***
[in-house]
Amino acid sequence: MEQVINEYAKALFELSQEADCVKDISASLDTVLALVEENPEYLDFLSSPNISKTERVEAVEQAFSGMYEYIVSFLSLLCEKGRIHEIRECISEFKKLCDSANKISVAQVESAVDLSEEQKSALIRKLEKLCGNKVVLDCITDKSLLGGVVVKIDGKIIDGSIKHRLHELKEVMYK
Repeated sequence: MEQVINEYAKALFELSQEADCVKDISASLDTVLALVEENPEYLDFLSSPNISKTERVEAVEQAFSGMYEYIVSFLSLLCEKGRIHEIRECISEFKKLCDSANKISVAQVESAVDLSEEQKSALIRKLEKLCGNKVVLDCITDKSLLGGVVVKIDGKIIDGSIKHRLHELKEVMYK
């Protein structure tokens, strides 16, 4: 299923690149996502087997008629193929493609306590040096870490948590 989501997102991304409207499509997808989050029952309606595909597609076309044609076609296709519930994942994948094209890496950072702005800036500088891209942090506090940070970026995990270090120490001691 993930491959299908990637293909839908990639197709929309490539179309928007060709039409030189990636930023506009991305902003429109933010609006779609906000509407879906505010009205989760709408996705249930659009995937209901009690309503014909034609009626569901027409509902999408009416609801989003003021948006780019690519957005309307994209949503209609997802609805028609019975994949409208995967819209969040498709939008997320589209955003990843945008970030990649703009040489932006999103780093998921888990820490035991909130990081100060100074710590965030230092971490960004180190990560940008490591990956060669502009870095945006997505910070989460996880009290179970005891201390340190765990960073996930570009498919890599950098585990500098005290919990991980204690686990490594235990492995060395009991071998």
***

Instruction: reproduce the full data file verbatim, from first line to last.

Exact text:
[in-house]
Amino acid sequence: MEQVINEYAKALFELSQEADCVKDISASLDTVLALVEENPEYLDFLSSPNISKTERVEAVEQAFSGMYEYIVSFLSLLCEKGRIHEIRECISEFKKLCDSANKISVAQVESAVDLSEEQKSALIRKLEKLCGNKVVLDCITDKSLLGGVVVKIDGKIIDGSIKHRLHELKEVMYK
Repeated sequence: MEQVINEYAKALFELSQEADCVKDISASLDTVLALVEENPEYLDFLSSPNISKTERVEAVEQAFSGMYEYIVSFLSLLCEKGRIHEIRECISEFKKLCDSANKISVAQVESAVDLSEEQKSALIRKLEKLCGNKVVLDCITDKSLLGGVVVKIDGKIIDGSIKHRLHELKEVMYK
């Protein structure tokens, strides 16, 4: 299923690149996502087997008629193929493609306590040096870490948590 989501997102991304409207499509997808989050029952309606595909597609076309044609076609296709519930994942994948094209890496950072702005800036500088891209942090506090940070970026995990270090120490001691 993930491959299908990637293909839908990639197709929309490539179309928007060709039409030189990636930023506009991305902003429109933010609006779609906000509407879906505010009205989760709408996705249930659009995937209901009690309503014909034609009626569901027409509902999408009416609801989003003021948006780019690519957005309307994209949503209609997802609805028609019975994949409208995967819209969040498709939008997320589209955003990843945008970030990649703009040489932006999103780093998921888990820490035991909130990081100060100074710590965030230092971490960004180190990560940008490591990956060669502009870095945006997505910070989460996880009290179970005891201390340190765990960073996930570009498919890599950098585990500098005290919990991980204690686990490594235990492995060395009991071998």